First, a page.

History of the Library, Part III

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In 1961, following several years of planning, the Trustees approved the construction of a new library facility at Homewood, and settled on the open end of the Keyser Quadrangle, facing Gilman Hall, as the ideal location. Architects Wrenn, Lewis, and Jencks proposed building the library primarily underground. Were such a structure to be built above ground, they felt, its size would dwarf nearby Homewood House. Completed in 1805, Homewood House (now the Homewood Museum) is an excellent example of Federal period architecture. The University had decided in the early 1900s to follow this example for future construction and the architects did not wish to abandon that plan.

This decision to place the library underground gave rise to two enduring legends. These legends presumed that Daniel Coit Gilman left instructions in his will specifying that no structure could rise taller than Gilman Hall, or that nothing could obscure the view of the Gilman clock tower from Charles Street. Neither of these legends has any foundation in truth.

The construction of the new library is well documented through photographs showing first an empty hole, then a structural steel framework, followed by floors and walls enclosing the building. Contractors encountered problems with an underground stream that had to be diverted, as well as the immense pressure of the ground against deep exterior walls. A new type of structural steel solved the latter problem, allowing less internal bulk and resulting in significant cost savings.

In December 1963, Ex Libris devoted an entire issue to describing the new building. In August 1964, staff began moving over one million volumes across the quadrangle from Gilman, and on November 7, 1964, the new library was formally dedicated. In April of the following year, supported by faculty, students, and friends of the University, the Trustees named the new library in honor of President Milton S. Eisenhower. One important difference between the new library and the previous facility was the consolidation of departmental libraries. Despite opposition from some departments, it was more efficient to maintain books in one location rather than to group materials in various buildings according to area of study. With increased emphasis on inter-disciplinary study, divisions between scholarly disciplines became less important.

Library director John Berthel retired in 1973 and David Stam assumed the directorship until 1978. Stam was succeeded in 1979 by Susan K. Martin, followed by Scott Bennett in 1989. Bennett was named director of the Yale library in 1994 and James G. Neal succeeded him a year later.

When the Eisenhower Library opened in 1964, adequate space seemed assured until well into the Twenty-First Century. As in the past, however, the building filled up more rapidly than anticipated; by 1979, space was again at a premium. By necessity, study areas were converted to shelving, and corridors on the stack floors were narrowed to extend each shelf range. These were understood to be stopgap measures and several plans were considered for expanding the existing structure. In 1988, the library celebrated adding its two millionth book.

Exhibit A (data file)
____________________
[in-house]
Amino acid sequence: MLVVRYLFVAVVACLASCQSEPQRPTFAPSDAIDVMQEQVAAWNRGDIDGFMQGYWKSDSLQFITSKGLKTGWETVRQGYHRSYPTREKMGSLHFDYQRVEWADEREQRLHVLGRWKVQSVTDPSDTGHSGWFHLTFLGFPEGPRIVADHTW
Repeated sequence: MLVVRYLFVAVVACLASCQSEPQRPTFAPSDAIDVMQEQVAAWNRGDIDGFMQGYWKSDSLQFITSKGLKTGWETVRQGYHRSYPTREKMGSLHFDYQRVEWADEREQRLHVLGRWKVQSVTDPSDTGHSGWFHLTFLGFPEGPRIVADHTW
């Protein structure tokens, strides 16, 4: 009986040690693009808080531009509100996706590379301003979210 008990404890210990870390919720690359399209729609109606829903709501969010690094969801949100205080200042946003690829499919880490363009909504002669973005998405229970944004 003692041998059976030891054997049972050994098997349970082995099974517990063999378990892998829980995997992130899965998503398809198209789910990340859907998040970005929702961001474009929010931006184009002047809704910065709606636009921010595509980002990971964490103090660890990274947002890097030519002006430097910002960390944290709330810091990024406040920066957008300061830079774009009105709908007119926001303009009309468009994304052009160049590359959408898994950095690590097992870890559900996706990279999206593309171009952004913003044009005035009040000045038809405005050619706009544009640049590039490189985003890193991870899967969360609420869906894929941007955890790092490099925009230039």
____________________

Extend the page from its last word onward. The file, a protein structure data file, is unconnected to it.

In 1995, anticipating that electronic access and digital media would slow the growth rate of the book collection, the University leased an off-campus warehouse. Thirty-one years after the Milton S. Eisenhower Library opened, another major shift began, transporting underutilized books and microfilm, as well as manuscripts and university archives, to a satellite facility on Moravia Park Drive. In conjunction with this shift, work began on a long-overdue renovation of levels M, A, and C in the Eisenhower Library, streamlining the existing space to better accommodate the collections as well as growing numbers of staff, students, and faculty.

In 1998, through the generosity of Mr. and Mrs. R. Champlin Sheridan, the library’s endowment received a major boost and in recognition, the Sheridan Libraries were created, comprising the MSE Library, the Hutzler Undergraduate Library (the “Hut”), the John Work Garrett Library at Evergreen, and the George Peabody Library in Mount Vernon.

When the Moravia Park facility became overcrowded, planning began for a larger, purpose-built facility, which opened on the campus of the Applied Physics Laboratory in November 2005. The Libraries Service Center now offers an expandable space to accommodate growing collections, both books and manuscripts, in controlled environmental conditions.

In 2001, James Neal left Hopkins for Columbia University, and Nancy Roderer, Director of the Welch Library, served as Interim Dean for one year. In 2002, Winston Tabb was named Dean of the Sheridan Libraries (now, Dean of University Libraries and Museums). Soon after taking over, he made it a priority to expand the campus library facilities, and from this came the planning and construction of the William R. Brody Learning Commons, which opened in August and was formally dedicated in October 2012. The BLC is intended to facilitate individual and group study, replacing some of the study space that had been lost over the years in the Eisenhower Library building.

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